Councillors' remuneration and expenses: recommendations

Scottish Local Authorities Remuneration Committee (SLARC) was reconvened in April 2023 to undertake an independent review of councillor remuneration, having last reported in 2011.


Scottish Local Authorities Remuneration Committee (SLARC) was reconvened in April 2023 to undertake an independent review of councillor remuneration, having last reported in 2011.

The Committee issued an Interim Report in October 2023 describing the progress made to date, emerging themes, and further work to be done to produce its findings.

This is the Committee’s Final Report. It sets out the approach adopted by SLARC to delivering its remit set by the Scottish Government and COSLA. It describes how we engaged with local government and other stakeholders in the process, the techniques we applied, the evidence we considered, and our findings.

The report also describes how we addressed the four key questions set out in our remit and makes a series of recommendations in relation to these.

As part of its remit the Committee was asked to ensure its recommendations should be “affordable on an ongoing basis”. The Committee has, at the conclusion of the analysis of evidence, considered this point and is of the opinion that the increased costs constitute a small percentage of the total local authority budget. While we recognise the challenging financial pressures in which the Scottish Government and local government operate, our recommendations would see the cost of remunerating elected members increase by around 0.04% of the total local government budget. On the basis of financial information available to the Committee at this time, it is estimated that the full year costs arising from our recommendations will be £5.1 million per annum from 1 April 2024. This does not include any assumptions to meet the cost of our recommended resettlement payments to councillors losing office, as this will vary on a case-by-case basis.

In addition to the questions, we were asked to consider in our remit, we have identified a broader set of issues we believe to be central to any understanding of councillors’ remuneration in Scotland, and to overcoming barriers to elected office. We have therefore included a series of recommendations around these and described where we consider further work is required to be done, and by whom.

The Committee makes the following findings based on the evidence gathered between April 2023 and November 2023:

  • Overall, the demographic make-up of Scotland’s councillors does not match the general population with under-representation particularly from women, young people and people with disabilities.
  • More than half of councillors who completed our survey reported spending 26 hours per week on formal council duties, while more than 40% consider their role as councillors to be full-time. 38% are either in full-time or part-time work, and 15% are retired in receipt of pensions. Nearly 40% of councillors spend 26-40 hours per week on employment, education, or caring duties out with their council duties.
  • Social media creates more casework for two thirds of councillors and almost as many have experienced on-line personal criticism. Almost three quarters of councillors say their involvement in partnerships and committees has become more demanding since they first became involved.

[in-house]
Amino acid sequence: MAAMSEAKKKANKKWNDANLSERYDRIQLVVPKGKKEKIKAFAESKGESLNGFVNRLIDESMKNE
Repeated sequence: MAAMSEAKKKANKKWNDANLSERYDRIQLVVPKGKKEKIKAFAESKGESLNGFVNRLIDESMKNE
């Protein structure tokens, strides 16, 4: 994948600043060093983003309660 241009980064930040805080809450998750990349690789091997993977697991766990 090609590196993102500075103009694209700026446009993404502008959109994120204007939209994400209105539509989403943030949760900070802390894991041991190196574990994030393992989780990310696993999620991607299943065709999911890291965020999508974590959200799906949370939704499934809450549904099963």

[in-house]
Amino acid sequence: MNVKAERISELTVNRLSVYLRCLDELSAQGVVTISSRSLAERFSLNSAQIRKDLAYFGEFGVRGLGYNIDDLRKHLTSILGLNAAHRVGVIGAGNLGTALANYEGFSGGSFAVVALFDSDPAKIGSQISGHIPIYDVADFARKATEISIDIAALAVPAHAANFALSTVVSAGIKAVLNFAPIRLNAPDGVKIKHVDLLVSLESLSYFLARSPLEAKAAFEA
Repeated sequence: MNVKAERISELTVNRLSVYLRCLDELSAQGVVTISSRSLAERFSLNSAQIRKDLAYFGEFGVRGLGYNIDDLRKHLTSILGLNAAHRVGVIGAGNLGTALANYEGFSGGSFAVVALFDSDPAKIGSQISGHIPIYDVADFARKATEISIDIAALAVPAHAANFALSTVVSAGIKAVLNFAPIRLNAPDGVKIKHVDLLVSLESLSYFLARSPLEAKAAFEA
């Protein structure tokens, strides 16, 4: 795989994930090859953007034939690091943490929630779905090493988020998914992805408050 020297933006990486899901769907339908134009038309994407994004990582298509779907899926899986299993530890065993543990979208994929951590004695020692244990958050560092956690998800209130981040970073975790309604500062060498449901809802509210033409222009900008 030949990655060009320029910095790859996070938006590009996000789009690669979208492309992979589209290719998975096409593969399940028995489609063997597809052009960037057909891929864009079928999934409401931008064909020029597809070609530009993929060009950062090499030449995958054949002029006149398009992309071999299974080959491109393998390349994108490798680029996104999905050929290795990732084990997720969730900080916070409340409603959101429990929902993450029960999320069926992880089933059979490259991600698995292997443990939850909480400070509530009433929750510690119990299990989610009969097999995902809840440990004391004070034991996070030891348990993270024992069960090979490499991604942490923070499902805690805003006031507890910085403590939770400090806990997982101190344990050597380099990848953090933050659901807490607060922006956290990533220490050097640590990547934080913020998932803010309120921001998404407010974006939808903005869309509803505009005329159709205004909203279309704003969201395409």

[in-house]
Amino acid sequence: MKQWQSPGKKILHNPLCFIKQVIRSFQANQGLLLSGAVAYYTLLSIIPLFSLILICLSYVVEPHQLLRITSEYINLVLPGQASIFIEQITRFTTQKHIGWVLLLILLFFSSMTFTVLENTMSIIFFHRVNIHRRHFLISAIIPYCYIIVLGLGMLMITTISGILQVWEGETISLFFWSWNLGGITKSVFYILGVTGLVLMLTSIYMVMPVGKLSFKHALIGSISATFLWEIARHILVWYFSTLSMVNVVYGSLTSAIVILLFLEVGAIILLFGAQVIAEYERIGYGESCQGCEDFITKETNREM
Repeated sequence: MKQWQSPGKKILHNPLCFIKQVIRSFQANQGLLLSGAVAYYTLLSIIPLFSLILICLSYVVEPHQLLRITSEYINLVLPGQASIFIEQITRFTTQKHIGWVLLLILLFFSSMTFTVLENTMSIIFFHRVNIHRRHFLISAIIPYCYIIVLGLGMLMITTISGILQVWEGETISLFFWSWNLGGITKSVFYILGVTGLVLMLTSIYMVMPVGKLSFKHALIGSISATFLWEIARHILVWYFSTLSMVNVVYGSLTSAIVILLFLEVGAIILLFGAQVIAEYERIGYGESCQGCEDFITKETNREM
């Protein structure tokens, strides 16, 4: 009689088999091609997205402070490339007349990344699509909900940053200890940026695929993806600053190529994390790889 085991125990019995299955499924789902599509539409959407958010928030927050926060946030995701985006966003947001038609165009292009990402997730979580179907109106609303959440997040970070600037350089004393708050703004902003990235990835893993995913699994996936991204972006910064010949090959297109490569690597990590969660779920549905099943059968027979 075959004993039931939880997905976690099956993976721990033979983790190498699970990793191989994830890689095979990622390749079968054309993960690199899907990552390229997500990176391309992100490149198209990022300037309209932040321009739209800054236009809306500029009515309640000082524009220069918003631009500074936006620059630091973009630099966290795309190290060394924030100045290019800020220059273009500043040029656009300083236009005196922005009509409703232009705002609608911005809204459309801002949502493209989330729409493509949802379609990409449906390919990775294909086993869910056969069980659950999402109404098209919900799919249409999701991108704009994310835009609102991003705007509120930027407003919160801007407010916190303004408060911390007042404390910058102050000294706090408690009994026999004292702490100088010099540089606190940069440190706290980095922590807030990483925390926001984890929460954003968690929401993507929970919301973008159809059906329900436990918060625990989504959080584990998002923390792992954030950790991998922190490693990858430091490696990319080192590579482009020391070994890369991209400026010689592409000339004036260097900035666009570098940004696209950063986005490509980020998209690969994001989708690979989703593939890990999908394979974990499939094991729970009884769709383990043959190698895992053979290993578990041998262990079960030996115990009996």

• For councillors who are part of an Administration, particularly Council Leaders, the role has become more complex, reflecting the changing landscape within which local government now operates. There is significant variation in the time that individual councillors dedicate to the position, particularly between Opposition and Administration councillors.
  • The work of councillors cannot easily be defined in terms of full-time or part-time. However, we believe that while the role of the councillor can usually be undertaken on a part-time basis and Senior Councillor roles requires a full-time commitment, such distinctions between full-time and part-time are no longer appropriate.
  • The role of councillors is not always well understood by members of other public bodies, and the scale of their responsibility for key public services and community wellbeing is generally not well understood.
  • Some councillors believe that there should be a clearer link between their remuneration package and those received by MSPs or MPs.
  • Current remuneration levels are not considered to reflect the complexity of the role of the councillor, and this can be a significant barrier to potential candidates, as well as serving councillors, particularly those who have no other source of income.
  • The role of the councillor is often much more demanding than newly elected members understood before standing, but induction and training are provided to new councillors by their councils.
  • The current banding structure is thought to be unfair by some councils, particularly smaller authorities who believe it has not kept pace with changes to population structures.

The Committee wishes to take this opportunity to thank COSLA, Scottish councils, the Improvement Service, the Local Government Information Unit (Scotland) and Scottish Government for their assistance throughout its work.

I am grateful to the members of the Committee, all of whom contributed fully to addressing the questions we were set in the remit. Despite the start of our work being delayed until April 2023, their time and expertise has enabled us to meet the timescales originally planned. There is full consensus on the part of Committee members on the recommendations being made to Scottish Ministers and COSLA.

Angela Leitch CBE


Scottish Local Authorities Remuneration Committee

February 2024



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